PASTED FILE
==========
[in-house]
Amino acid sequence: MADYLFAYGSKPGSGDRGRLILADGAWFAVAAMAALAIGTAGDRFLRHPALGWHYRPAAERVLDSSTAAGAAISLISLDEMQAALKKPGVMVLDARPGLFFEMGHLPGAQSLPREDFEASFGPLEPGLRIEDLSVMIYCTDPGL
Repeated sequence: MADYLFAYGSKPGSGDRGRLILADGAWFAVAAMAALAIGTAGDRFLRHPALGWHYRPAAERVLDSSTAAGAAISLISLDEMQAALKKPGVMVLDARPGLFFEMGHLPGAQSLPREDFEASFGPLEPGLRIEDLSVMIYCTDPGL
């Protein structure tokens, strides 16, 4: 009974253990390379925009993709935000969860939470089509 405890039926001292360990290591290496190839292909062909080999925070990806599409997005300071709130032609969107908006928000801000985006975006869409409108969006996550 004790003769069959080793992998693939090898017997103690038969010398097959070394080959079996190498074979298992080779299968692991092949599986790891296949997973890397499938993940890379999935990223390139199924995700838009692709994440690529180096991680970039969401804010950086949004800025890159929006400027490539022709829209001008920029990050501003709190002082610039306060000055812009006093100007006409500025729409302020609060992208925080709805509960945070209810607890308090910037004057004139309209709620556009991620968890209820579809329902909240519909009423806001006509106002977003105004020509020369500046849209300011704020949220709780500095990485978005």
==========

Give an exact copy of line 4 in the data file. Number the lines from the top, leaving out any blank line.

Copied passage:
């Protein structure tokens, strides 16, 4: 009974253990390379925009993709935000969860939470089509 405890039926001292360990290591290496190839292909062909080999925070990806599409997005300071709130032609969107908006928000801000985006975006869409409108969006996550 004790003769069959080793992998693939090898017997103690038969010398097959070394080959079996190498074979298992080779299968692991092949599986790891296949997973890397499938993940890379999935990223390139199924995700838009692709994440690529180096991680970039969401804010950086949004800025890159929006400027490539022709829209001008920029990050501003709190002082610039306060000055812009006093100007006409500025729409302020609060992208925080709805509960945070209810607890308090910037004057004139309209709620556009991620968890209820579809329902909240519909009423806001006509106002977003105004020509020369500046849209300011704020949220709780500095990485978005």